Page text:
Too often I feel like scones get the short end of the stick in the coffee shop scene. Maybe it’s because they sit out behind the glass for a little bit too long by the time that they make it into a wax paper bag, ending up just a little too dry and flavorless, unsatisfyingly crumbly, and thus under-appreciated. I’ll admit that before I tried making them at home, I succumbed to that belief, too, thinking that the way I wanted scones to taste was something that existed only in my mind: little puffy triangles that were craggy on the outside, but tender and moist within, with just the slightest springiness to them to distinguish them from cakes or cookies. But in actuality, I think a homemade scone, fresh and warm from the oven, is just that. Slight crunch on the outside, soft inside, with a subtle resilience to the crumb. And they’re, surprisingly, so very easy to make!  We should all have homemade scones in our kitchens. (At least on the weekends.)

kaf harvest pumpkin scones | two red bowls

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kabocha & maple caramel baked french toast

kabocha & maple caramel baked french toast | two red bowls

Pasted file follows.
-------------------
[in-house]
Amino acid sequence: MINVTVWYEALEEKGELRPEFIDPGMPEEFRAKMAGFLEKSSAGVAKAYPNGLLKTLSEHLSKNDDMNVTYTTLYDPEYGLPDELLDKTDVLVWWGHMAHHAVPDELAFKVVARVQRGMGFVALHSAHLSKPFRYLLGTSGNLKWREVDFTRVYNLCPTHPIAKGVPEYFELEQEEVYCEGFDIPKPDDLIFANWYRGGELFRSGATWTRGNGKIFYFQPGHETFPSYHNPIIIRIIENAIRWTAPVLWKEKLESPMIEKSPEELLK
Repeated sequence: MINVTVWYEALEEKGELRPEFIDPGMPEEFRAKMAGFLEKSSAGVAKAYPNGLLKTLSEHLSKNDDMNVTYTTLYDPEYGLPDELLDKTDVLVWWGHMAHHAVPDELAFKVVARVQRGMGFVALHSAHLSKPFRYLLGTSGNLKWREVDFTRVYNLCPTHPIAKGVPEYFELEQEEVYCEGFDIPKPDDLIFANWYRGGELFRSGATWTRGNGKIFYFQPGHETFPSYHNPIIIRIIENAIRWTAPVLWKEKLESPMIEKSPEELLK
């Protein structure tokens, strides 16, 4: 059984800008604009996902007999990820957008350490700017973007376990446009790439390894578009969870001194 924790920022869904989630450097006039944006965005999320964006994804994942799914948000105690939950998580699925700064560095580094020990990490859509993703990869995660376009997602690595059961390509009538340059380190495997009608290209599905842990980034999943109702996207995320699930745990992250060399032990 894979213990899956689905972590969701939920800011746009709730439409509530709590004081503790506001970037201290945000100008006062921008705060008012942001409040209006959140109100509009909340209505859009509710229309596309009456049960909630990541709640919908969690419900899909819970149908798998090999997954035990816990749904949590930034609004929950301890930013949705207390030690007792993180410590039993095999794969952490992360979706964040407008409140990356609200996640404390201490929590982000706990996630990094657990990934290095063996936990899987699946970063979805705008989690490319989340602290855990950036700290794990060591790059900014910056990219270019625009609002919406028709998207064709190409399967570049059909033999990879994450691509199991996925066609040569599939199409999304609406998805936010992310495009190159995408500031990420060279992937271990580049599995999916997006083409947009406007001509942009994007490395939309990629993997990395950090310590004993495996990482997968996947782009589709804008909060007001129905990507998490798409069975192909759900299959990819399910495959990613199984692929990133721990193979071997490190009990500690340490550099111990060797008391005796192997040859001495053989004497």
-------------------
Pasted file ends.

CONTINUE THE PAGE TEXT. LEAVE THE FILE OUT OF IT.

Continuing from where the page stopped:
I’ve been mostly working from home in these last couple of weeks before the home stretch, but went in to the office last week to wrap up loose ends, take home all the heels that I totally forgot about for the last six months, and to do fun things like meet with my pro bono clients, who got all the adoptive funding we requested! It did mean that that hearing didn’t end up happening, but when it’s because we got everything we asked for, that’s okay with me.  To be clear, I think our happy outcome had everything to do with (1) my clients being wonderful parents with the sweetest daughter who really deserved it, (2) the other side really wanting to postpone the hearing, and (3) me really not wanting to postpone the hearing because hey guys, I have a biological baby deadline, and nothing to do with any lawyering I did.  But in a job where most of the time I represent (or, help people senior to me help partners senior to them represent) clients in long, drawn-out matters with things at stake that sometimes feel more abstract than real, helping parents get funding for their sunny, sweet nine-year-old, and getting this thank-you card, was about the best cap on starting maternity leave that I could ask for.